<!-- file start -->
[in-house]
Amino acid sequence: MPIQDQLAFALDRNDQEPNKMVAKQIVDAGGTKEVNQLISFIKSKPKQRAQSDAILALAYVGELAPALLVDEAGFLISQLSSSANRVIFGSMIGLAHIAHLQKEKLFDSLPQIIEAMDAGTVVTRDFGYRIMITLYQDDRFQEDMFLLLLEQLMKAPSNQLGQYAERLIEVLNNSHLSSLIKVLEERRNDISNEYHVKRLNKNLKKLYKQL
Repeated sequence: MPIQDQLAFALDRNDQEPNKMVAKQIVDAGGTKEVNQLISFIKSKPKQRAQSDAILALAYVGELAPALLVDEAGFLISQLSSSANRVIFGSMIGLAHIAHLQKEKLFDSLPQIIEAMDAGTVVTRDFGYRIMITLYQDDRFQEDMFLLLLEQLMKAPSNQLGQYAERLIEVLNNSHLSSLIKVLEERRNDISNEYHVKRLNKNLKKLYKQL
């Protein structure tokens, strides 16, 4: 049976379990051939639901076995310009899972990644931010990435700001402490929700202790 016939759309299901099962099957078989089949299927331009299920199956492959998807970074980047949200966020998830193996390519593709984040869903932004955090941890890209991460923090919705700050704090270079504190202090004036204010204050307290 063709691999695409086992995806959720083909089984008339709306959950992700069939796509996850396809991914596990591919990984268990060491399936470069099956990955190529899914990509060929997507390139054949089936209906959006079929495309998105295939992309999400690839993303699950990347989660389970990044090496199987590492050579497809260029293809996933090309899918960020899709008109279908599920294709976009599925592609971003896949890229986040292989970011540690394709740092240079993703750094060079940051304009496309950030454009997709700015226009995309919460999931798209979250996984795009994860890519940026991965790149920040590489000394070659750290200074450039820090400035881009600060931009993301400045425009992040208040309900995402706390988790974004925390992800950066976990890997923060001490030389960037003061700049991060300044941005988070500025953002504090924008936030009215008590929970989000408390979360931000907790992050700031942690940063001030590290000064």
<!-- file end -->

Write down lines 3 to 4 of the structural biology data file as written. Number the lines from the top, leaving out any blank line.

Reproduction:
Repeated sequence: MPIQDQLAFALDRNDQEPNKMVAKQIVDAGGTKEVNQLISFIKSKPKQRAQSDAILALAYVGELAPALLVDEAGFLISQLSSSANRVIFGSMIGLAHIAHLQKEKLFDSLPQIIEAMDAGTVVTRDFGYRIMITLYQDDRFQEDMFLLLLEQLMKAPSNQLGQYAERLIEVLNNSHLSSLIKVLEERRNDISNEYHVKRLNKNLKKLYKQL
């Protein structure tokens, strides 16, 4: 049976379990051939639901076995310009899972990644931010990435700001402490929700202790 016939759309299901099962099957078989089949299927331009299920199956492959998807970074980047949200966020998830193996390519593709984040869903932004955090941890890209991460923090919705700050704090270079504190202090004036204010204050307290 063709691999695409086992995806959720083909089984008339709306959950992700069939796509996850396809991914596990591919990984268990060491399936470069099956990955190529899914990509060929997507390139054949089936209906959006079929495309998105295939992309999400690839993303699950990347989660389970990044090496199987590492050579497809260029293809996933090309899918960020899709008109279908599920294709976009599925592609971003896949890229986040292989970011540690394709740092240079993703750094060079940051304009496309950030454009997709700015226009995309919460999931798209979250996984795009994860890519940026991965790149920040590489000394070659750290200074450039820090400035881009600060931009993301400045425009992040208040309900995402706390988790974004925390992800950066976990890997923060001490030389960037003061700049991060300044941005988070500025953002504090924008936030009215008590929970989000408390979360931000907790992050700031942690940063001030590290000064």